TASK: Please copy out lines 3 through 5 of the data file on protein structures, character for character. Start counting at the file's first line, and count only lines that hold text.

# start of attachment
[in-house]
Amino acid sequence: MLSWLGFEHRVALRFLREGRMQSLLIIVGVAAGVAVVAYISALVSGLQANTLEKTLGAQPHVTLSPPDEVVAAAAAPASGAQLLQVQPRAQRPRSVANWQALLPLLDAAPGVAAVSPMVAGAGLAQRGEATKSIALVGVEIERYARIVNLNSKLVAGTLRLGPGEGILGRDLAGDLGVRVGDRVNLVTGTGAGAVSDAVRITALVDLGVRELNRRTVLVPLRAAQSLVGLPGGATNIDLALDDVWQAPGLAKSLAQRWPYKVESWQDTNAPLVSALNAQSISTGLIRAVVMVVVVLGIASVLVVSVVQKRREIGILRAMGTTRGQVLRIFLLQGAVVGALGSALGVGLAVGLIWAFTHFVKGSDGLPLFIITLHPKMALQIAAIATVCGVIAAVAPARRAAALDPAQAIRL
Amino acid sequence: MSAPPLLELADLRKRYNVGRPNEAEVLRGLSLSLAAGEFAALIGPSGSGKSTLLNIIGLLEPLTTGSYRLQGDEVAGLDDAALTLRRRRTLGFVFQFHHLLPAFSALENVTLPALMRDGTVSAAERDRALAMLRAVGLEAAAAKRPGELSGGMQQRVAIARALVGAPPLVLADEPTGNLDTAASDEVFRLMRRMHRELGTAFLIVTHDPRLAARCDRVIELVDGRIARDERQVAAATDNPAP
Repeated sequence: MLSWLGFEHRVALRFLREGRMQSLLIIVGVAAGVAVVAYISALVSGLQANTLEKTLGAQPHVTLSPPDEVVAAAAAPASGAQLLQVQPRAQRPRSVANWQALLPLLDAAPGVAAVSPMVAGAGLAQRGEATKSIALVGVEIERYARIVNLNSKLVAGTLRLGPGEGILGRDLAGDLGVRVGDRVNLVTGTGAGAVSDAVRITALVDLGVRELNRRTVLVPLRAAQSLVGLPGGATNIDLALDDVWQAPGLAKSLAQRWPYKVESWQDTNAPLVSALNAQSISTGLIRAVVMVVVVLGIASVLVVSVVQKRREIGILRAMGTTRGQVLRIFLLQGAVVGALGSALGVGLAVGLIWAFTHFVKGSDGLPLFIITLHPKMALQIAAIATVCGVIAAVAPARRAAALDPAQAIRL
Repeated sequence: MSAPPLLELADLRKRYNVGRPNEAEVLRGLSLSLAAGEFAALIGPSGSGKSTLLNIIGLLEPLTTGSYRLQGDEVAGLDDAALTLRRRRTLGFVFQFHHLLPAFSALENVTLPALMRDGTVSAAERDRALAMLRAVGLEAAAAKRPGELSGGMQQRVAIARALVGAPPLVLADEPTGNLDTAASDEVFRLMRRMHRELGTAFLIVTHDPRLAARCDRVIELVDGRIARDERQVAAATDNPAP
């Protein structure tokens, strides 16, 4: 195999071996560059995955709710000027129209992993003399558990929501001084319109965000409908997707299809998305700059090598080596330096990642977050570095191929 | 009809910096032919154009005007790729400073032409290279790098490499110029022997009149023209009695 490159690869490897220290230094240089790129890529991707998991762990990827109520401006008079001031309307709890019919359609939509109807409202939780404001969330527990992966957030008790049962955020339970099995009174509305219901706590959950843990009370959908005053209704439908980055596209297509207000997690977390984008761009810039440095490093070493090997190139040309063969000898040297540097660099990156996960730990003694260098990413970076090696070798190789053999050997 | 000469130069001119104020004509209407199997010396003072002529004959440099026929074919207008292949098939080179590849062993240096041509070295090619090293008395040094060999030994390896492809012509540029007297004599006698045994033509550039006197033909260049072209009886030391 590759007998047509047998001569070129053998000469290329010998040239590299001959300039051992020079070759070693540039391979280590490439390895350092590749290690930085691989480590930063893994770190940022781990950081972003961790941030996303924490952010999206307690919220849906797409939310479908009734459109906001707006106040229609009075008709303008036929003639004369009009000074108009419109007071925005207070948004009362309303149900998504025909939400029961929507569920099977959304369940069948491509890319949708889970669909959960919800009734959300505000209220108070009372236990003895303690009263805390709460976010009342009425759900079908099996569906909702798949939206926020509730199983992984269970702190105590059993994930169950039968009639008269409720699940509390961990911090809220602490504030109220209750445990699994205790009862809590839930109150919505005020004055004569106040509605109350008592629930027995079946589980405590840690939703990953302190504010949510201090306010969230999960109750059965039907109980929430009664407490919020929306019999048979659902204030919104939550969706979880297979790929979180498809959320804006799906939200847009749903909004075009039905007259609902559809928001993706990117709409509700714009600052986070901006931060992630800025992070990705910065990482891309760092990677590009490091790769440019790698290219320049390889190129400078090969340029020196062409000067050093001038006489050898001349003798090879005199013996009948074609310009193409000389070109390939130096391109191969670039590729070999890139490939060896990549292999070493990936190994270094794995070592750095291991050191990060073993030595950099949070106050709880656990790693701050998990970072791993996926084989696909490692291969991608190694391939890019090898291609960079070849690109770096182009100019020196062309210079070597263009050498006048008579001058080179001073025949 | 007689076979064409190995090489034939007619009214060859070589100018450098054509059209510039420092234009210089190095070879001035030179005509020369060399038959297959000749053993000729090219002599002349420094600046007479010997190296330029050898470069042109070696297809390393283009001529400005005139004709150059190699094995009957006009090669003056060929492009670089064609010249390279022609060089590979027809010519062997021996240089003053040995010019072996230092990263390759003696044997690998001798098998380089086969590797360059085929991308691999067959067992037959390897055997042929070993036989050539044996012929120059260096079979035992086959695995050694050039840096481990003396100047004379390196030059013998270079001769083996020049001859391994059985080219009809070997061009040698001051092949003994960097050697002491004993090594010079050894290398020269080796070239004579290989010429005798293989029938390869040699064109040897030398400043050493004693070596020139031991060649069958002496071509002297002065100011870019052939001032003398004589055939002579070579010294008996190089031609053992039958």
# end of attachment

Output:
Amino acid sequence: MSAPPLLELADLRKRYNVGRPNEAEVLRGLSLSLAAGEFAALIGPSGSGKSTLLNIIGLLEPLTTGSYRLQGDEVAGLDDAALTLRRRRTLGFVFQFHHLLPAFSALENVTLPALMRDGTVSAAERDRALAMLRAVGLEAAAAKRPGELSGGMQQRVAIARALVGAPPLVLADEPTGNLDTAASDEVFRLMRRMHRELGTAFLIVTHDPRLAARCDRVIELVDGRIARDERQVAAATDNPAP
Repeated sequence: MLSWLGFEHRVALRFLREGRMQSLLIIVGVAAGVAVVAYISALVSGLQANTLEKTLGAQPHVTLSPPDEVVAAAAAPASGAQLLQVQPRAQRPRSVANWQALLPLLDAAPGVAAVSPMVAGAGLAQRGEATKSIALVGVEIERYARIVNLNSKLVAGTLRLGPGEGILGRDLAGDLGVRVGDRVNLVTGTGAGAVSDAVRITALVDLGVRELNRRTVLVPLRAAQSLVGLPGGATNIDLALDDVWQAPGLAKSLAQRWPYKVESWQDTNAPLVSALNAQSISTGLIRAVVMVVVVLGIASVLVVSVVQKRREIGILRAMGTTRGQVLRIFLLQGAVVGALGSALGVGLAVGLIWAFTHFVKGSDGLPLFIITLHPKMALQIAAIATVCGVIAAVAPARRAAALDPAQAIRL
Repeated sequence: MSAPPLLELADLRKRYNVGRPNEAEVLRGLSLSLAAGEFAALIGPSGSGKSTLLNIIGLLEPLTTGSYRLQGDEVAGLDDAALTLRRRRTLGFVFQFHHLLPAFSALENVTLPALMRDGTVSAAERDRALAMLRAVGLEAAAAKRPGELSGGMQQRVAIARALVGAPPLVLADEPTGNLDTAASDEVFRLMRRMHRELGTAFLIVTHDPRLAARCDRVIELVDGRIARDERQVAAATDNPAP